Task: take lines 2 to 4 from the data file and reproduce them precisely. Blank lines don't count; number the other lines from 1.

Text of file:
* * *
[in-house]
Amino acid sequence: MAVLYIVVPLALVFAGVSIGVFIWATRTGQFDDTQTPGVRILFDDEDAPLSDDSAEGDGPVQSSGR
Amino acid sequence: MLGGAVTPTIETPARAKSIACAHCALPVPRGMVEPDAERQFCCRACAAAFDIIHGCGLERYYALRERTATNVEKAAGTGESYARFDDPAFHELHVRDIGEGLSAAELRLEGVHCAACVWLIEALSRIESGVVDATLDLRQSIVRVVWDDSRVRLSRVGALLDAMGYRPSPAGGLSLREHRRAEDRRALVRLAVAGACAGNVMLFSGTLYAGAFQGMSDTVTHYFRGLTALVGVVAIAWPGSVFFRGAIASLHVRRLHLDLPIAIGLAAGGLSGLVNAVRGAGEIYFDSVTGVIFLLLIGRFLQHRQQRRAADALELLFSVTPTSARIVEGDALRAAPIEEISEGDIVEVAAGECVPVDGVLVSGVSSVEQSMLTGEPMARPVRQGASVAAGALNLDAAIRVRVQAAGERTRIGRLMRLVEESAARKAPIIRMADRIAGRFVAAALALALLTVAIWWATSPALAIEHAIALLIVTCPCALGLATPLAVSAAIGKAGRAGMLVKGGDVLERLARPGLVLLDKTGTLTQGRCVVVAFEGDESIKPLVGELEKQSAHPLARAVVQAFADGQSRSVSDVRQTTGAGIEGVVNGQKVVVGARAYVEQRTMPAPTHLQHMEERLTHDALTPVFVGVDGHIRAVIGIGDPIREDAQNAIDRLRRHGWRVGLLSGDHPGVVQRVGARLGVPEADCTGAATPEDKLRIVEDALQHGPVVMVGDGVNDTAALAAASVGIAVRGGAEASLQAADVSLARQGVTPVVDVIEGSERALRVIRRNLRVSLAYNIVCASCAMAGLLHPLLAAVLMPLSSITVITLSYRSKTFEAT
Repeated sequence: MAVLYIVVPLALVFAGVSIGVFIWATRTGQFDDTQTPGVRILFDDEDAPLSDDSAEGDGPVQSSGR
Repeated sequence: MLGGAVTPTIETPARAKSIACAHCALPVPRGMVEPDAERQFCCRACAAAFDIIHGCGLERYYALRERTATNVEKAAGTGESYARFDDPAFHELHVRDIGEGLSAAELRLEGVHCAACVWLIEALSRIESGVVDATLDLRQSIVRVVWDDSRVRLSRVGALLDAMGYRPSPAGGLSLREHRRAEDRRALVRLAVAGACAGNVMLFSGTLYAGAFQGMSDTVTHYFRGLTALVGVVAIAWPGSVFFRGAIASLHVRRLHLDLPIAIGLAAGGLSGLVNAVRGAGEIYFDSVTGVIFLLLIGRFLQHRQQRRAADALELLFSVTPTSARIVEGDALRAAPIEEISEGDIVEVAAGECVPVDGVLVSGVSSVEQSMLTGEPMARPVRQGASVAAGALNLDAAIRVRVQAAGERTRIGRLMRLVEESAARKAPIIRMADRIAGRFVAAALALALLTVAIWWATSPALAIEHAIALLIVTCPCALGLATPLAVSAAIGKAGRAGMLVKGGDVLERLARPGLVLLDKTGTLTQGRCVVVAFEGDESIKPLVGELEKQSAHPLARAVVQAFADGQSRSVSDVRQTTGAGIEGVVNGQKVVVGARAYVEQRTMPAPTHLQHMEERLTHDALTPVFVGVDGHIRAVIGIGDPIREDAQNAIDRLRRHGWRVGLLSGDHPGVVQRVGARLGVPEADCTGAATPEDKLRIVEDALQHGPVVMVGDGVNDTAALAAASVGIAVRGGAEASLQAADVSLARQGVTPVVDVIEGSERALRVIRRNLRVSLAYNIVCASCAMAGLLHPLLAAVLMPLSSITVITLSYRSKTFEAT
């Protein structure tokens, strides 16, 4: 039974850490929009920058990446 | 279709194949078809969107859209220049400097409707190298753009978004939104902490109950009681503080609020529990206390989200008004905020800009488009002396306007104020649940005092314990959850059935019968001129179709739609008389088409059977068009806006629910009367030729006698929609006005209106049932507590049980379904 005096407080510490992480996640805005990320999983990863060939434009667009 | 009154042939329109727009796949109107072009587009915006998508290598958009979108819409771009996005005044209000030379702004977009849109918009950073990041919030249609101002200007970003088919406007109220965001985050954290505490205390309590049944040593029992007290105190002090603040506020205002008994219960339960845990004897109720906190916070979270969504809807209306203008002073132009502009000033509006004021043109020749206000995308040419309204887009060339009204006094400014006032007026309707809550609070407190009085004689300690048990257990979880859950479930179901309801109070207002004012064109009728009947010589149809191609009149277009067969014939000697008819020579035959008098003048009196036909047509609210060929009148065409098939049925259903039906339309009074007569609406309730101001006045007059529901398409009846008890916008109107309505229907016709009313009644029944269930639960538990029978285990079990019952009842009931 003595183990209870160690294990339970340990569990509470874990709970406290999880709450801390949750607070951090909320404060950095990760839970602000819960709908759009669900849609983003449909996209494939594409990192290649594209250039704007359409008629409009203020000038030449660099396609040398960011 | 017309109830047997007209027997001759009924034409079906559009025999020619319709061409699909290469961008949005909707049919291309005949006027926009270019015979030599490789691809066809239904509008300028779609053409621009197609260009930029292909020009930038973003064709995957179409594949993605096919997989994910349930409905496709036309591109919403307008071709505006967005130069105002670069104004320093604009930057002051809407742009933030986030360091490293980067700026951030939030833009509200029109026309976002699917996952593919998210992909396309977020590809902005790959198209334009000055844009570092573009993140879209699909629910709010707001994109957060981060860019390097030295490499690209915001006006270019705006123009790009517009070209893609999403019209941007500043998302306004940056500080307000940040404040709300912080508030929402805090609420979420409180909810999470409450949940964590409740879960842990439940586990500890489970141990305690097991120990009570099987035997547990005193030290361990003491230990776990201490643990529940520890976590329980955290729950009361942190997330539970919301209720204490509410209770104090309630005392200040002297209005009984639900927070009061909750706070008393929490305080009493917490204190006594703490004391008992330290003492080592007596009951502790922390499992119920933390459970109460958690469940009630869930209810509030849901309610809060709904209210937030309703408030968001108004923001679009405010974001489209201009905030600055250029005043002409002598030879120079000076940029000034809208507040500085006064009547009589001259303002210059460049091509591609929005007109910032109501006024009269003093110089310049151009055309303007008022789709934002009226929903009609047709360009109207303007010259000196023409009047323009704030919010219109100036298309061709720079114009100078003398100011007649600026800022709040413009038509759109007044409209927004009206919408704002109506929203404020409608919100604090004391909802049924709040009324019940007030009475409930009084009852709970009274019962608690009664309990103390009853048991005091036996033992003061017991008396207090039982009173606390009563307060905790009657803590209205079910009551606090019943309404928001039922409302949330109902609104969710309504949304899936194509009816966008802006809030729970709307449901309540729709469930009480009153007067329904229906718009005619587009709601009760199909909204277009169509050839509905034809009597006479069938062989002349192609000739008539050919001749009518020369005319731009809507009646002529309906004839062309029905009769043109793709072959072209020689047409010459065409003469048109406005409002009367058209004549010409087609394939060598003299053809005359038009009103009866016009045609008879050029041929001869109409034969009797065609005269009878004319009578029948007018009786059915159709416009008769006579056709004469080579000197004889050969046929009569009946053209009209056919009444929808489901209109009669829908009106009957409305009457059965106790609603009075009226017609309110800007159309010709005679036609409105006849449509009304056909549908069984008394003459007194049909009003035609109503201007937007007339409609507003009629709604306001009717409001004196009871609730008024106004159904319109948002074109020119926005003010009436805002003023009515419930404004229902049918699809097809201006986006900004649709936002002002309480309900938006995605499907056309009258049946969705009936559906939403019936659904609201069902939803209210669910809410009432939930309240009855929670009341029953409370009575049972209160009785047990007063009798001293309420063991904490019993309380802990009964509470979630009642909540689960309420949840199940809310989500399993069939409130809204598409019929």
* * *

Amino acid sequence: MAVLYIVVPLALVFAGVSIGVFIWATRTGQFDDTQTPGVRILFDDEDAPLSDDSAEGDGPVQSSGR
Amino acid sequence: MLGGAVTPTIETPARAKSIACAHCALPVPRGMVEPDAERQFCCRACAAAFDIIHGCGLERYYALRERTATNVEKAAGTGESYARFDDPAFHELHVRDIGEGLSAAELRLEGVHCAACVWLIEALSRIESGVVDATLDLRQSIVRVVWDDSRVRLSRVGALLDAMGYRPSPAGGLSLREHRRAEDRRALVRLAVAGACAGNVMLFSGTLYAGAFQGMSDTVTHYFRGLTALVGVVAIAWPGSVFFRGAIASLHVRRLHLDLPIAIGLAAGGLSGLVNAVRGAGEIYFDSVTGVIFLLLIGRFLQHRQQRRAADALELLFSVTPTSARIVEGDALRAAPIEEISEGDIVEVAAGECVPVDGVLVSGVSSVEQSMLTGEPMARPVRQGASVAAGALNLDAAIRVRVQAAGERTRIGRLMRLVEESAARKAPIIRMADRIAGRFVAAALALALLTVAIWWATSPALAIEHAIALLIVTCPCALGLATPLAVSAAIGKAGRAGMLVKGGDVLERLARPGLVLLDKTGTLTQGRCVVVAFEGDESIKPLVGELEKQSAHPLARAVVQAFADGQSRSVSDVRQTTGAGIEGVVNGQKVVVGARAYVEQRTMPAPTHLQHMEERLTHDALTPVFVGVDGHIRAVIGIGDPIREDAQNAIDRLRRHGWRVGLLSGDHPGVVQRVGARLGVPEADCTGAATPEDKLRIVEDALQHGPVVMVGDGVNDTAALAAASVGIAVRGGAEASLQAADVSLARQGVTPVVDVIEGSERALRVIRRNLRVSLAYNIVCASCAMAGLLHPLLAAVLMPLSSITVITLSYRSKTFEAT
Repeated sequence: MAVLYIVVPLALVFAGVSIGVFIWATRTGQFDDTQTPGVRILFDDEDAPLSDDSAEGDGPVQSSGR